Wood, a material with a future


Material Information

Wood, a material with a future
Physical Description:
Mixed Material
Champion, F. J
United States -- Dept. of Agriculture
United States -- Forest Service
Forest Products Laboratory (U.S.)
University of Wisconsin
USDA, Forest Service, Forest Products Laboratory ( Madison, Wis )
Publication Date:

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Rights Management:
All applicable rights reserved by the source institution and holding location.
Resource Identifier:
aleph - 29351403
oclc - 228505630
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Full Text

U. S. Department of Agriculture, Forest Service


In cooperation with the University of Wisconsin



Associate Technical Writer

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Published in
S.Convention Number, 1936.




Associate Technical Writer

Wood is the universal material; no one has ever made a satisfactory
count of its uses and known where to stop. For instance, the Forest Products
Laboratory undertook a few years an to make an official count of wood uses,
and the number went over four thousand. At about that stage arguments
began on how general or how particular a use had to be to get on the list.

It is hardly fair, when summing up the score for wood uses, to
say "building construction, put down a point for wood and stop there. It
would be fairer to enumerate building parts such as sills, joists, studding,
lath, moulding, sheathing, siding, shingles, and all the different items of
lumber manufacture, since all have perfectly well defined functions or
uses in the finished structure. Some are there for bending strength, others
for tension, others for compression, still others for protection of various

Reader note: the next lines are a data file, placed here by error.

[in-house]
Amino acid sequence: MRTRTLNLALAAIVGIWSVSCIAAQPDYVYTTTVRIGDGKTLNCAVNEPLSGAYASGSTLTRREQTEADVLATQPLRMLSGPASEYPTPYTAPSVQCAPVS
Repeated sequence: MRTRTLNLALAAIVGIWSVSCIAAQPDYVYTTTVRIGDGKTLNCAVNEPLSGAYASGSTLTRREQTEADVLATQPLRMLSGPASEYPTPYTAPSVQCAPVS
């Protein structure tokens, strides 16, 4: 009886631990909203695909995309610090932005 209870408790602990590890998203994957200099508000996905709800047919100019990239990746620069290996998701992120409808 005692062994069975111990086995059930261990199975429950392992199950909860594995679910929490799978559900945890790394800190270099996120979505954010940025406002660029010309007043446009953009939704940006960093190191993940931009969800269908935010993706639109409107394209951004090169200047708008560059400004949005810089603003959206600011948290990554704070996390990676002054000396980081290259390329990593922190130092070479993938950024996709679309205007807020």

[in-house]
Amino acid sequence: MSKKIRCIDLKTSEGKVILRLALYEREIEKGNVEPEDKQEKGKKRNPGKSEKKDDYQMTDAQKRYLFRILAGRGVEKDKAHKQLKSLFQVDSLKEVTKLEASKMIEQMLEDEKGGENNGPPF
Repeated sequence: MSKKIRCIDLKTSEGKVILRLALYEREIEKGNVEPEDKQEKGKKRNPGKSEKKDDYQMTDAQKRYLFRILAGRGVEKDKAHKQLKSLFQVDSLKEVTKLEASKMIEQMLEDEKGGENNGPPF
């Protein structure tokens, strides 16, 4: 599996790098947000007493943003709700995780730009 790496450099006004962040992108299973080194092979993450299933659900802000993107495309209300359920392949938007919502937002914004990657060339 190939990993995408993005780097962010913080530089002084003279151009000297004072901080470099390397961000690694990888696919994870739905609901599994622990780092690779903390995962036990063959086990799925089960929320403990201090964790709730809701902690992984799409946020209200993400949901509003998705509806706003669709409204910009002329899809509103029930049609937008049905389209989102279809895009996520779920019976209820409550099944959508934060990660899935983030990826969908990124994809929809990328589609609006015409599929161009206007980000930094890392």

kinds, and some for good looks -- that's a use, too, and an important one.

(So the score is certainly nearer five thousand uses for wood
than one thousand and perhaps nearer a hundred thousand than five thousand
if you count some of the new conversion products of wood. There is practi-
cally no limit; one well-known cellulose plastic alone claims 25,000 uses,
all the way from doll's eyes to advertising signs. Every day the use of
wood fiber as the basis of such products is increasing./

The American nation was founded and built up on wood use. Wood
plays an important part in practically every activity of our life today,
and its importance in the American scheme of living is increasing and will

There is, it is true, an indisputable tendency in many fields
today to "get aw.vay from wood" -- concrete, metals, and all sorts of new
materials are ccmirni in.

It may be timely to wonder if, in the same fields, there may not
be, after some of the "newer" materials have been suicjected to service tests
by that inexorable scientist Father Time, a balancing tendency to "get back
to wood." /


Be that as it mr.-T, Science is giving us such freedom of choice
that all our materials mean more to us than formerly, while none can be said
to be strictly indispensable; that is the advantage of living in a scientific
age. There is one thing about wood, however; it is the handiest all-around
abundant material, and the use of something else usually carries some kind
of job for wood along with it. Even concrete construction has created outlets
for thousands of board feet of form material. The more complicated the
buildinL, stadium, wharf, or bridge, the more ro: Ison for usir:, wood forms.

Ev..n in the metals, machinery and other complicated gear of the
age in which we live, wood does its part in :.iki:,; it all possible -- from
the i:inin- and smelting of the ore, through the foundry, with its beautifully
tooled wood patterns which determine the exact size and shape of castings,
and so on to the i '.ck -ir and shipping and the transportation of the finished
goods into service. It seems that all the thousands of new uses for metals
and machinery are uses for wood at the same time.

Fifty billion -- that's a lot of anything and that's the measure
of the wood used every year (in the form of lumber, fuel, and every form of
wood) in this country. Fifty billion board feet of lumber would build a
board walk 40 feet wide out of inch boards from the easy chair where you are
sitting to the moon. !

Of all the uses into which this vast stream of lumber flows,
building, and especially home construction, is easily the most important.
From the very beginning, abundant wood resources have enabled Americans to